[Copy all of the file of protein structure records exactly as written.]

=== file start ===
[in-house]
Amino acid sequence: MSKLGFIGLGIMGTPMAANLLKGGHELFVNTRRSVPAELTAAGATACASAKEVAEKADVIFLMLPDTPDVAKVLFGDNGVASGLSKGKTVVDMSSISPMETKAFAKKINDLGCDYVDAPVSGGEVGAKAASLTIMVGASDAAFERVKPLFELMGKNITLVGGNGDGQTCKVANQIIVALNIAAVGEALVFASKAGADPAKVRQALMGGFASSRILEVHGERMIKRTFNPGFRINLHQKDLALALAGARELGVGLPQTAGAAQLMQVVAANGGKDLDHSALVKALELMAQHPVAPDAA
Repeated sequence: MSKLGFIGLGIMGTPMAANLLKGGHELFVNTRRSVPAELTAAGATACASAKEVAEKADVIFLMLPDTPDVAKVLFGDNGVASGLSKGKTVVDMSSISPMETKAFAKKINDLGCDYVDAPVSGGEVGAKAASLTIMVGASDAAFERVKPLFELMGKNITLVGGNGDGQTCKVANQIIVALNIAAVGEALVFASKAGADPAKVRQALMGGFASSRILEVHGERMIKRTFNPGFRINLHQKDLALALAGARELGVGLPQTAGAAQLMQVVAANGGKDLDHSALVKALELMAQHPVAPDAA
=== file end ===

[in-house]
Amino acid sequence: MSKLGFIGLGIMGTPMAANLLKGGHELFVNTRRSVPAELTAAGATACASAKEVAEKADVIFLMLPDTPDVAKVLFGDNGVASGLSKGKTVVDMSSISPMETKAFAKKINDLGCDYVDAPVSGGEVGAKAASLTIMVGASDAAFERVKPLFELMGKNITLVGGNGDGQTCKVANQIIVALNIAAVGEALVFASKAGADPAKVRQALMGGFASSRILEVHGERMIKRTFNPGFRINLHQKDLALALAGARELGVGLPQTAGAAQLMQVVAANGGKDLDHSALVKALELMAQHPVAPDAA
Repeated sequence: MSKLGFIGLGIMGTPMAANLLKGGHELFVNTRRSVPAELTAAGATACASAKEVAEKADVIFLMLPDTPDVAKVLFGDNGVASGLSKGKTVVDMSSISPMETKAFAKKINDLGCDYVDAPVSGGEVGAKAASLTIMVGASDAAFERVKPLFELMGKNITLVGGNGDGQTCKVANQIIVALNIAAVGEALVFASKAGADPAKVRQALMGGFASSRILEVHGERMIKRTFNPGFRINLHQKDLALALAGARELGVGLPQTAGAAQLMQVVAANGGKDLDHSALVKALELMAQHPVAPDAA